mHealth for eye care: what is possible?
As people’s access to cellphones and mobile internet grows, how can mobile health (mHealth) interventions be used to improve patient outcomes in eye health care?
Mobile health (mHealth) interventions have become increasingly popular in health care. mHealth refers to the use of any mobile device, but particularly cellphones (also known as mobile phones), to support the achievement of health objectives.
Many mHealth interventions have been implemented in eye care, with the aim to:
• promote attendance at appointments
• promote adherence to medication
• provide eye health education
• increase access to eye care.
Attendance at appointments
Mobile health (mHealth) interventions can be used to remind patients affected by chronic or long-term eye conditions, such as glaucoma or diabetic retinopathy, to attend their appointments. There are many different ways of sending patients reminders via their cellphones:
• short message service (SMS) or text messages
• voice messages
• automated voice calls (the person answering the phone hears a pre-recorded message)
• interactive automated phone calls (the person answering hears a message and can press numbers on the keypad to interact with the system)
• telephone hotlines (volunteers call patients to remind them of their appointments).
In one example, automated telephone calls were used in the USA to remind patients about their diabetic retinopathy screening appointments; patients were also able to reschedule their appointment if needed. This had positive results, including significant improvement in appointment adherence.1 Patients who received the phone call were more likely to schedule their appointment and complete their appointment, compared with usual care.
Adherence to medication
In patients with glaucoma, adherence to medication is vital for controlling intraocular pressure and slowing down disease progression. However, studies have indicated that adherence is not sufficient. To address this, a smartphone application was developed in Nigeria that patients could use to set up reminders to instil their glaucoma eye drops. Patients had better adherence to medication when using the application. One challenge that patients faced was unreliable electricity supply, which made it difficult to keep their phones charged and working.2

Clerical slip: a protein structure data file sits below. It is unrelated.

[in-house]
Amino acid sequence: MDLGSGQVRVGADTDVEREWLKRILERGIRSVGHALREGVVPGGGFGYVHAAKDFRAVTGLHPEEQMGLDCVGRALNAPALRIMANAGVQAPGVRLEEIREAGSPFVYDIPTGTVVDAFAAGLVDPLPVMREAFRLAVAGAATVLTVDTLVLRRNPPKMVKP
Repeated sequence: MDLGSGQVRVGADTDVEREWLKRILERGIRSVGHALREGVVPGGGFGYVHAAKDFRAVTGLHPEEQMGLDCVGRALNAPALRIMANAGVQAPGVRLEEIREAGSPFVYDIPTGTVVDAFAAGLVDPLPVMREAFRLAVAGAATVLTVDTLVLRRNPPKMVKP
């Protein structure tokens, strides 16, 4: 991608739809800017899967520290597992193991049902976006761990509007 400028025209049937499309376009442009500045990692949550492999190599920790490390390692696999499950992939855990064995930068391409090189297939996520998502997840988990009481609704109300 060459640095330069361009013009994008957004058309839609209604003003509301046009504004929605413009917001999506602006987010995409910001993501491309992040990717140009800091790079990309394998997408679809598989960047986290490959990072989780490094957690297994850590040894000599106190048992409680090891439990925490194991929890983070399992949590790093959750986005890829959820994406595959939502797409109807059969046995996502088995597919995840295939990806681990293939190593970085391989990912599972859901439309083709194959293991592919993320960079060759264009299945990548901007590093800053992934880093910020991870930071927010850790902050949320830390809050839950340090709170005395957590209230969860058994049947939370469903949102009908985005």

The World Report on Vision emphasises the need to improve communication between patients and practitioners in order to facilitate decision-making and counselling. This is especially important in the context of the move towards integrated people-centred eye care.3
A web-based service called DiasNet has been implemented in Denmark and the UK. It is used by doctors and patients to improve education and communication in diabetes care.4 This tool allows patients to see for themselves the changes in retinal lesions from one appointment to next, because of changes in their lifestyle and glycaemic control. Patients can then experiment with their own data and retrospectively adjust insulin doses, meal sizes, etc., allowing them to learn how to better manage their diabetes.
A study carried out in China used the WeChat communications app to decrease the anxiety experienced by parents of children with congenital cataract. This involved sharing health information with parents by sending links to online videos. As a result, parents’ satisfaction and understanding increased and their levels of anxiety decreased.5
Improving access to eye care